Before proceeding, I should state that many Christians to whom I have spoken feel the word “conversion” is inappropriate (I did have one non-Christian person communicate with me who felt that, with regards to his beliefs, the word was inappropriate as well. However, not all religious people are interested in whether or not other people accept what they believe as true. Therefore conversion is not an active part of the religious experiences of all peoples.) For the Christians that I spoke to, the point is to introduce someone to Jesus so that they can have their own personal relationship with God (who is also Jesus, since the ones I spoke to were Trinitarians.) To me, that sounds completely indistinguishable from simply converting to their religion, but I want to make pains not to force my own personal biases onto them. Rather, I will simply state that, for the purposes of this article, “converting” to any given religion x means coming to accept whatever ontological precepts one needs to have in order to be a good x-ist. Thus, as an example, in the context of modern American Protestant Christianity, one might often speak of a spiritual re-birth experience (e.g., being “born again”.) That sort of experience involves a few different factors — first and foremost of which is accepting that God exists and that Jesus Christ is your personal savior. These are ontological commitments, and taking them on is what I would term religious conversion.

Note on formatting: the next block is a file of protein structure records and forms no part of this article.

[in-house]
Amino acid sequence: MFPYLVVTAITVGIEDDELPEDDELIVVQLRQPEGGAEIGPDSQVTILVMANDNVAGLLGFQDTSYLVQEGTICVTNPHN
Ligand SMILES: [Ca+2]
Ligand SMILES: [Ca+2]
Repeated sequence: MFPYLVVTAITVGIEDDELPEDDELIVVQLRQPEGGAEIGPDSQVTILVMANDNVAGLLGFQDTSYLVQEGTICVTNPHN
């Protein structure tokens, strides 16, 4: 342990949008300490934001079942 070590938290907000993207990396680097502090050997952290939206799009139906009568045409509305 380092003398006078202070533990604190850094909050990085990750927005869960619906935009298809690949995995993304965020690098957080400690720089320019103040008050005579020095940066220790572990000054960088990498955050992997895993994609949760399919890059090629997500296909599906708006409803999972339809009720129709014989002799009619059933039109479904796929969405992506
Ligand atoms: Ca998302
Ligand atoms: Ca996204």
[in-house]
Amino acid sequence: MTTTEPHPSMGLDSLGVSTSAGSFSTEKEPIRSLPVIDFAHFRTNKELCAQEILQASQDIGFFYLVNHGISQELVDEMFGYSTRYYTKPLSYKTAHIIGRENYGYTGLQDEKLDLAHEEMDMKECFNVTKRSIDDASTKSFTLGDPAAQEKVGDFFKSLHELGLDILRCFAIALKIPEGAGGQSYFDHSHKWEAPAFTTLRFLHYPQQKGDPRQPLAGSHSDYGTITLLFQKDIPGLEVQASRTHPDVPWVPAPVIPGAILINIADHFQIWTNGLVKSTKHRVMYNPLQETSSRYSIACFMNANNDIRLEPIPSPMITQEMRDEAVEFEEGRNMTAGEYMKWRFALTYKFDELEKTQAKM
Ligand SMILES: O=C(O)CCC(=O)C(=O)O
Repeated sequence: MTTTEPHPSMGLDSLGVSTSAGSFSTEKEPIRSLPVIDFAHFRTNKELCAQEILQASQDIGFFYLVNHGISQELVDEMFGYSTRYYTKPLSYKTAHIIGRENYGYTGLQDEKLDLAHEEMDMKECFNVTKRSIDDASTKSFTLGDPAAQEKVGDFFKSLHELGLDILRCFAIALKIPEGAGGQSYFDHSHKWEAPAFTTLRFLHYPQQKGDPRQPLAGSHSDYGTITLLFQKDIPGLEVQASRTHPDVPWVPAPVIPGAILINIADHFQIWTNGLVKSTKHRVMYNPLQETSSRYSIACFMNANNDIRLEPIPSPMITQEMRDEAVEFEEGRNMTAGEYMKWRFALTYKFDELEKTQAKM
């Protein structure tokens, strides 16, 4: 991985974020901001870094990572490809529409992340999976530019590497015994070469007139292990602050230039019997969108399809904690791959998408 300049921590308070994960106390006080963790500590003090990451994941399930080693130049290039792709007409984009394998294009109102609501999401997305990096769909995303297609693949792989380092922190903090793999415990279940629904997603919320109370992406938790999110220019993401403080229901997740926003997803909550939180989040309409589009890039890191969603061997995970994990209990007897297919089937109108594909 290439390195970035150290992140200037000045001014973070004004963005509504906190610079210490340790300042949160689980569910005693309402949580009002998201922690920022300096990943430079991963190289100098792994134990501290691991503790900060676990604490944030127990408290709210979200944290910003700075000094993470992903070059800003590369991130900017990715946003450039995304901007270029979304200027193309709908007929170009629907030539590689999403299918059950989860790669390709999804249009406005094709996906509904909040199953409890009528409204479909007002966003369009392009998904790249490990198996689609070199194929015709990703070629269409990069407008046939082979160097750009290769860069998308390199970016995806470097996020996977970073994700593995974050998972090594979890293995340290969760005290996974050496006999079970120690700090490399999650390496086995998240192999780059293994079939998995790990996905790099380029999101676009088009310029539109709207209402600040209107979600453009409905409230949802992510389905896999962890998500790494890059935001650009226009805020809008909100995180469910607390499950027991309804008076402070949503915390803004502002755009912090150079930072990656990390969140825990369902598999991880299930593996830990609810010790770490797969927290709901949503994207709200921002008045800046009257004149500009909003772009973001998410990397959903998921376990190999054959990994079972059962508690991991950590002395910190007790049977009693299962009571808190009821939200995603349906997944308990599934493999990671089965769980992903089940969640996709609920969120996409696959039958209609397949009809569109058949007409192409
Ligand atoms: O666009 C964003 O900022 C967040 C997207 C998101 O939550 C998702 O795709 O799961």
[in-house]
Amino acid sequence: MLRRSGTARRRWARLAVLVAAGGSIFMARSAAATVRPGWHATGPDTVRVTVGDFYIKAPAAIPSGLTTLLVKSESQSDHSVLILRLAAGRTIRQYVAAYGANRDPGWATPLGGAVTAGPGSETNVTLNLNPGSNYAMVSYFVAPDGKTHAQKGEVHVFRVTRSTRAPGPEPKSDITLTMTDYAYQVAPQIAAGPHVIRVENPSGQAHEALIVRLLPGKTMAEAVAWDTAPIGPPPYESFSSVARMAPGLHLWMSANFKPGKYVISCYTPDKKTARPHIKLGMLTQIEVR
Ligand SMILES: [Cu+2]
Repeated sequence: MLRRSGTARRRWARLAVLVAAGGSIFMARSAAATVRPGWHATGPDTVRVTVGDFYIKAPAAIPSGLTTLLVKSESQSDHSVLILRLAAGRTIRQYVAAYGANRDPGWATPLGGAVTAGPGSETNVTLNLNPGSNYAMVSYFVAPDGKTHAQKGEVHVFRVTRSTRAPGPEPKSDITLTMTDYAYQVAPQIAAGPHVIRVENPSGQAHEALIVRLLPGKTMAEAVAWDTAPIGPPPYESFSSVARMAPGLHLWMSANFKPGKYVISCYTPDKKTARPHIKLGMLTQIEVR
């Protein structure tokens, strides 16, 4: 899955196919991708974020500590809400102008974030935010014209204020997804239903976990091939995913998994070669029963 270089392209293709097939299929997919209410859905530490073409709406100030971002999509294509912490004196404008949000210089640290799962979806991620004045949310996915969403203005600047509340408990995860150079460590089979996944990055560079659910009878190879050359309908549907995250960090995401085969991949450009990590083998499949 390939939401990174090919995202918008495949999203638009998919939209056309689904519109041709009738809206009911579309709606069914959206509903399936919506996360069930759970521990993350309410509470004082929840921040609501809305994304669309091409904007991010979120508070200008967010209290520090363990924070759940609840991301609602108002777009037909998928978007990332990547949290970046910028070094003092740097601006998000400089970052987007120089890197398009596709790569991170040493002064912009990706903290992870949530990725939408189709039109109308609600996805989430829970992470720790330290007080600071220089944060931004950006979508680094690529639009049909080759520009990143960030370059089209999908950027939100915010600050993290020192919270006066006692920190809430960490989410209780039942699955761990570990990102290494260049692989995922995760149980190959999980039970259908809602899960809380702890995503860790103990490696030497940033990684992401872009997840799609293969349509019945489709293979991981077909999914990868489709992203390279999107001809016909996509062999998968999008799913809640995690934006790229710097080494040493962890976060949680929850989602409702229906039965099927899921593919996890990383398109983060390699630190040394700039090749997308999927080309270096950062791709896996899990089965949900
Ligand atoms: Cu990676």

One popular method for religious conversion is what is termed the Roman Roads to Salvation. My friend J is an ex-Christian from an extremely conservative background. She was the one who initially told me about the Roman Roads. She had this to say as a description of how she would have tried to convert someone when she was a Christian: